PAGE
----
On Friday, the Delhi High Court granted interim relief to the ‘Times Now’ channel by restraining ‘Republic TV’ from using the tagline ‘NEWS HOUR’ or any other mark that may be deceptively similar to it for its primetime debate show.
The bench headed by Justice Jayant Nath said that the Republic TV’s editor-in-chief Arnab Goswami was free to use the tagline “nation wants to know” as part of his speech or presentation of any news channel. Meanwhile, it had also ordered Goswami and ARG Outlier Media Pvt Ltd, which owns Republic TV, to maintain accounts if they choose to use the tagline as a trademark with respect to any of their goods or services.
While the Petitioner, Bennett Coleman also objected to the use of “Nation wants to know’ by the Republic TV, citing that the said expression was used by it as a trademark, the Court held that the same can be decided only after evidence is completed between the parties.
“In these facts and circumstances, prima facie it is not possible, at this stage without leading of evidence, to come to a conclusion that the defendants (ARG Outlier Media and Mr. Goswami) seek to mislead the consumers of the news channel or that the action of the defendants in using the said tagline would cause damage to the plaintiff as claimed,” noted the High Court bench.
The present suit, filed by Bennett Coleman, contended that the Republic TV management had filed trademark applications for ‘Nation Wants to Know’, ‘Arnab Goswami Newshour’ and ‘Goswami Newshour Sunday’, and alleged that Goswami was trying to take undue advantage of his past services with Times Network and the popularity of the program under the trademark and tagline.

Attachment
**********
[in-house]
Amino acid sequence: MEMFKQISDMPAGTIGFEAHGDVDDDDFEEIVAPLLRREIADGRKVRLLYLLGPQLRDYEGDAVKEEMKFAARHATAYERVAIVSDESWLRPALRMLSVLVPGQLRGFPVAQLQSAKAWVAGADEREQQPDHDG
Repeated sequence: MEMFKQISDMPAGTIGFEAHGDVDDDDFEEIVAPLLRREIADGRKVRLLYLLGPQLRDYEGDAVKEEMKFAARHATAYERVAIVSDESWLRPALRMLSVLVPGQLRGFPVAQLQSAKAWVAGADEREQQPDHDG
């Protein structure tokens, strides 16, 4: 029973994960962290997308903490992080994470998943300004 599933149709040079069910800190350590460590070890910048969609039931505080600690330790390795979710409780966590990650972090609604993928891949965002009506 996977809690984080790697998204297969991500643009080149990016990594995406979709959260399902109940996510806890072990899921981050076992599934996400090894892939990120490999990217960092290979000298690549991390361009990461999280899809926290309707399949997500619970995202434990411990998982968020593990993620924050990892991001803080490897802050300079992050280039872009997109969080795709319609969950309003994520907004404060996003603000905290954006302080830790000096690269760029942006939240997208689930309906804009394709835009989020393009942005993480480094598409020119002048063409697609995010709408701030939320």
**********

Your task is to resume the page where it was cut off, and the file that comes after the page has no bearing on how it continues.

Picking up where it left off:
Meanwhile, Goswami in his reply had questioned registration of the trademark granted to Times Now for ‘The Newshour’, contending that it lacks distinctiveness and that the tagline ‘Nation Wants to Know’ has been used by him frequently and consistently.
Subsequently, the High Court observed that “The undisputed facts show that the mark ‘News Hour’ is a registered trademark prima facie used by the plaintiff since 2006. In the facts of this case, in my view, merely adding some prefixes or suffixes to the trademark ‘News Hour’, in my opinion, does not help the defendants to claim that the mark which is being used by the defendants is not deceptively similar to that of the plaintiff.”